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Volume 13, Issue 19;   May 8, 2013: The Myth of Difficult People

The Myth of Difficult People

by

Last updated: August 8, 2018

Many books and Web sites offer advice for dealing with difficult people. There are indeed some difficult people, but are they as numerous as these books and Web sites would have us believe? I think not.
An adult male mountain lion captured by biologists

An adult male mountain lion captured by biologists from Santa Monica Mountains National Recreation Area in the Griffith Park area on March 28, 2012. The lion does not look happy. This is the image of difficult people that many people have. Difficult people are innately difficult; there is nothing to be done to resolve the difficulty; and all we need to know is how to manipulate them into doing what we want, or how to evade their tricks. Photo courtesy U.S. National Park Service.

Search for Difficult People Books (c4i.co/x0) at Google, and you'll find almost 500,000,000 hits. There must be a lot of difficult people out there. People have trouble with each other at work — of that there is no doubt. Certainly, there are some difficult people, and they cause trouble for many of us. But just as certainly, they are far less numerous than are difficult relationships. That's why one can reasonably suppose that more interpersonal trouble at work is caused not by difficult people, but by difficult relationships. Still, many believe in the myth that difficult people cause most of the trouble at work.

But if the myth is so widely believed, a natural question arises: What makes the difficult-people myth so popular? Here are some possible explanations.

Threat avoidance bias
Responsibility for addressing one's own contributions to a difficult relationship can seem threatening to some. The choice to define the cause of the trouble as a difficult other could be a result of threat avoidance bias.
False problem solving
Those who fear that they themselves might possibly be contributing to relationship difficulty can "solve" this problem by biasing their own perceptions such that they see the other — the difficult person — as the cause of the trouble.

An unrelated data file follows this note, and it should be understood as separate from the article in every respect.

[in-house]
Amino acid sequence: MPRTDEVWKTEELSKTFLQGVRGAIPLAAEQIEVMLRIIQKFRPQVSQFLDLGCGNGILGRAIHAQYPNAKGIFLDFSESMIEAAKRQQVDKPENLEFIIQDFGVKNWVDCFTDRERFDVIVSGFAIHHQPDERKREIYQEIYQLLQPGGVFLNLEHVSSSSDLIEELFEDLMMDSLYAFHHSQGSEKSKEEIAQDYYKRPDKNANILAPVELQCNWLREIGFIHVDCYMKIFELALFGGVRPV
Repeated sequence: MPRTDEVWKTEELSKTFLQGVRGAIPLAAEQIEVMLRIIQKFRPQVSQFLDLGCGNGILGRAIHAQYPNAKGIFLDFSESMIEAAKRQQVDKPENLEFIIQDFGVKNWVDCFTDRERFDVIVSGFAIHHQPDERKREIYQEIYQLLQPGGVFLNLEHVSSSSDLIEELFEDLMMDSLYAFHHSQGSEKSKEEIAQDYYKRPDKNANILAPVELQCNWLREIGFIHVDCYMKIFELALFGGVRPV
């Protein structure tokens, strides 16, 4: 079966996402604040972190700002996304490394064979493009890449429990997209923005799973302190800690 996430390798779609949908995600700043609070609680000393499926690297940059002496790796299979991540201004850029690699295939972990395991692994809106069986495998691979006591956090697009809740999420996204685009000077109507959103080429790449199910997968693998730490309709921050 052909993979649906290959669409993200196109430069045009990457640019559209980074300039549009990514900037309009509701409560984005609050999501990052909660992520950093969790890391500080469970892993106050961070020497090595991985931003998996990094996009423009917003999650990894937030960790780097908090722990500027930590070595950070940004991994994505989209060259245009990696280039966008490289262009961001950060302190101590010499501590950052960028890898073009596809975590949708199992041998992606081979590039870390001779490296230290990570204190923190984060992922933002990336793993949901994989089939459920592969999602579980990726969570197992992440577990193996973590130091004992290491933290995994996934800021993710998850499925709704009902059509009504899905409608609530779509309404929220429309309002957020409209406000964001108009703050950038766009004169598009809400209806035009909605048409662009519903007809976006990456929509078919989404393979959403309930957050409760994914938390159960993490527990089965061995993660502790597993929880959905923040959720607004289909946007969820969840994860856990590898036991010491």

A nice fit with the Fundamental Attribution Error
The Fundamental Attribution Error is a common error people make when trying to understand why people do what they do. We tend to attribute too much to character One can reasonably suppose that
more interpersonal trouble at work
is caused not by difficult people,
but by difficult relationships
and not enough to context. Modeling the source of the problem we're having with another person as a flaw in the other person's character might be an example of this error. Even if we ourselves play no role in the trouble, attributing the problem to the character of the other, rather than the situation, isn't a fruitful starting point.
No need for difficult changes
Each of us has our own unique way of thinking about the world and the situations we encounter within it. That's our cognitive style, and it might not mate well with someone else's cognitive style. When the mismatch between the cognitive styles of two different people is severe enough, they can have difficulty in almost everything they try to do together. But cognitive diversity can also be an asset. Whether it's an asset or liability depends on how the two people involved deal with their differences. Trouble can arise when one strenuously insists that others think in ways they find unnatural. Deciding that the other person is "difficult" suppresses any need to adapt one's own cognitive style to accommodate the other.

Although the myth of difficult people doesn't actually make life easier for its adherents, they do believe it. Those of us who don't must find ways of collaborating with those who do. In seeking to collaborate, it's helpful to regard the beliefs as difficult, rather than the believers. Go to top Top  Next issue: Embolalia and Stuff Like That: I  Next Issue

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